“Modern Warfare III” is the name of the new first-person shooter from the “Call of Duty” series. The video game disappoints with technical problems and clichés.
Expectations were high for the game “Call of Duty: Modern Warfare III”. Not least because its predecessor generated a billion US dollars in sales within ten days. Numbers that Hollywood could only dream of in recent years. “Modern Warfare III” will also be a massive success. And yet the popular game series has reached a new low in terms of quality and content.
The “Call of Duty” brand began in 2003 with a World War II game before moving into the modern era with its spin-off “Modern Warfare” in 2007. In “Advanced Warfare” the fight took place in the near future, at that time Kevin Spacey lent his face to the antagonist. “Infinite Warfare” even took players into space before the series returned to modernity in 2019 because the makers decided to retell the three-part “Modern Warfare” series with familiar faces. Between the new editions came the extremely successful “Warzone” in 2020, which was purely focused on multiplayer.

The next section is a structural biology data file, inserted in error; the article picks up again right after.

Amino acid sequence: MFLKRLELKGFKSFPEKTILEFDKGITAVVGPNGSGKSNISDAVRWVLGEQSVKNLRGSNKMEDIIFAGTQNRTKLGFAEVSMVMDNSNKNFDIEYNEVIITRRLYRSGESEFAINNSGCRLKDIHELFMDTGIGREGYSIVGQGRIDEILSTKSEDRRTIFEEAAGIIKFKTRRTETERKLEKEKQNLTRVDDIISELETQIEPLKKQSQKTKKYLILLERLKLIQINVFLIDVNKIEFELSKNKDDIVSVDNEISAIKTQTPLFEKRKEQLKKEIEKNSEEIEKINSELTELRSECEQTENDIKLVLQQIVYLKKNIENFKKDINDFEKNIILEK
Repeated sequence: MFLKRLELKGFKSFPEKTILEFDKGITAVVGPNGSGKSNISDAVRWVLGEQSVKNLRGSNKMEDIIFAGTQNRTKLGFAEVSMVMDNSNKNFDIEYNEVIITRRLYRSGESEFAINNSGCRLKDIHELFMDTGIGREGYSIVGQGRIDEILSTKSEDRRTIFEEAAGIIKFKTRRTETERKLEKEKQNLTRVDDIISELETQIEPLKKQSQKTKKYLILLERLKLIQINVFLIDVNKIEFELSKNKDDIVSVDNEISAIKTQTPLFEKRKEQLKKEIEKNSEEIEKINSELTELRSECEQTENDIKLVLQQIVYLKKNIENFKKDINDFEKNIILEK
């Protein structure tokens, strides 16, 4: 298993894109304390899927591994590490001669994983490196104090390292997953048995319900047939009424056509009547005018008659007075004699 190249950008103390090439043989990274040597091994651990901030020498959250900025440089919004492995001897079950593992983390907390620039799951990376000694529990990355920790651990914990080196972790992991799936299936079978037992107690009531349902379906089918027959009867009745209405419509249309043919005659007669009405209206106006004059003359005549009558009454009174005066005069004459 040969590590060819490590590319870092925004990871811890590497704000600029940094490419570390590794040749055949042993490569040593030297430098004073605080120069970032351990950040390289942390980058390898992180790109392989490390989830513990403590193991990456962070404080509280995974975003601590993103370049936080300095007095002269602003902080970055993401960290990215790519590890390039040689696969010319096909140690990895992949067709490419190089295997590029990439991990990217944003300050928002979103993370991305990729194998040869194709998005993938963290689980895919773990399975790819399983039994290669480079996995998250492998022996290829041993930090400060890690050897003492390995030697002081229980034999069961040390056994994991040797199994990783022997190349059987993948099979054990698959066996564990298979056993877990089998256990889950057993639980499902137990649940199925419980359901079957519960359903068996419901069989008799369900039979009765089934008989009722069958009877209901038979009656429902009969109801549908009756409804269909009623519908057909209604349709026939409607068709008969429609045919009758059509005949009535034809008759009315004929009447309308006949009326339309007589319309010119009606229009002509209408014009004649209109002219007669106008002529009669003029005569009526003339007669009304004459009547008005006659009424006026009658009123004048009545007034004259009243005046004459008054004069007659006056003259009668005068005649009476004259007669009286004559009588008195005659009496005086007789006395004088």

Each of these Call of Duty games has been a massive commercial success, and the series is one of the most successful in video game history. The most popular parts were the three “Modern Warfare” spin-offs, and it stands to reason that Activision Blizzard wants to capitalize on this popularity. These three parts in particular were particularly provocative and shocking.
This is typical of the mission called “No Russian” in “Modern Warfare II” from 2009. The players are part of a Russian terrorist group that is carrying out a merciless rampage against defenseless civilians at an airport. In the German version, players could only shoot at the approaching police. The stark realism of this level was shocking, especially for the time, and continued to stigmatize video games. The killer game debate is still going on to some extent today, not least because of “No Russian”.
No less tasteless